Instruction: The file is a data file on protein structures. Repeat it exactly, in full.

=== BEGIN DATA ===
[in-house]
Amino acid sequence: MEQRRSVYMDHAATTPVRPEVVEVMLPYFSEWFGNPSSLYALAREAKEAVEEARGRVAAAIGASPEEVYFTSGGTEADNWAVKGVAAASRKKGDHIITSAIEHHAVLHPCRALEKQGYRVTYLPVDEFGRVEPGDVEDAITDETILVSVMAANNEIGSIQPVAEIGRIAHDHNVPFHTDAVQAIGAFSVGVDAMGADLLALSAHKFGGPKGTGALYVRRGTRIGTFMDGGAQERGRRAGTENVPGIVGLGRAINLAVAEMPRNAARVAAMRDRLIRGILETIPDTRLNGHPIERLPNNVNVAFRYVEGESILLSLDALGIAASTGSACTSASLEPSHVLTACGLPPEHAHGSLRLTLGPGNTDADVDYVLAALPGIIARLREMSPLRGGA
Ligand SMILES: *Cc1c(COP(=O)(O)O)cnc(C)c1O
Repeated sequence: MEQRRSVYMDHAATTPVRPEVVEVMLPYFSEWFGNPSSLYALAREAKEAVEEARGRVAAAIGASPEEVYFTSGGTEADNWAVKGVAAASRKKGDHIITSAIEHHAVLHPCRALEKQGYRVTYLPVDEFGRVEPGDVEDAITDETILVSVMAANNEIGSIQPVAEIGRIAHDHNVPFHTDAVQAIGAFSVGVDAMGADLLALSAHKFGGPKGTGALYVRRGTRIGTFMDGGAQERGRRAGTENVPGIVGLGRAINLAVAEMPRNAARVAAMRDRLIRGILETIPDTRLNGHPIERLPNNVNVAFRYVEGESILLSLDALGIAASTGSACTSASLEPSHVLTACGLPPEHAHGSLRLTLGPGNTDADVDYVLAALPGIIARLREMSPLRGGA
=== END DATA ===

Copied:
[in-house]
Amino acid sequence: MEQRRSVYMDHAATTPVRPEVVEVMLPYFSEWFGNPSSLYALAREAKEAVEEARGRVAAAIGASPEEVYFTSGGTEADNWAVKGVAAASRKKGDHIITSAIEHHAVLHPCRALEKQGYRVTYLPVDEFGRVEPGDVEDAITDETILVSVMAANNEIGSIQPVAEIGRIAHDHNVPFHTDAVQAIGAFSVGVDAMGADLLALSAHKFGGPKGTGALYVRRGTRIGTFMDGGAQERGRRAGTENVPGIVGLGRAINLAVAEMPRNAARVAAMRDRLIRGILETIPDTRLNGHPIERLPNNVNVAFRYVEGESILLSLDALGIAASTGSACTSASLEPSHVLTACGLPPEHAHGSLRLTLGPGNTDADVDYVLAALPGIIARLREMSPLRGGA
Ligand SMILES: *Cc1c(COP(=O)(O)O)cnc(C)c1O
Repeated sequence: MEQRRSVYMDHAATTPVRPEVVEVMLPYFSEWFGNPSSLYALAREAKEAVEEARGRVAAAIGASPEEVYFTSGGTEADNWAVKGVAAASRKKGDHIITSAIEHHAVLHPCRALEKQGYRVTYLPVDEFGRVEPGDVEDAITDETILVSVMAANNEIGSIQPVAEIGRIAHDHNVPFHTDAVQAIGAFSVGVDAMGADLLALSAHKFGGPKGTGALYVRRGTRIGTFMDGGAQERGRRAGTENVPGIVGLGRAINLAVAEMPRNAARVAAMRDRLIRGILETIPDTRLNGHPIERLPNNVNVAFRYVEGESILLSLDALGIAASTGSACTSASLEPSHVLTACGLPPEHAHGSLRLTLGPGNTDADVDYVLAALPGIIARLREMSPLRGGA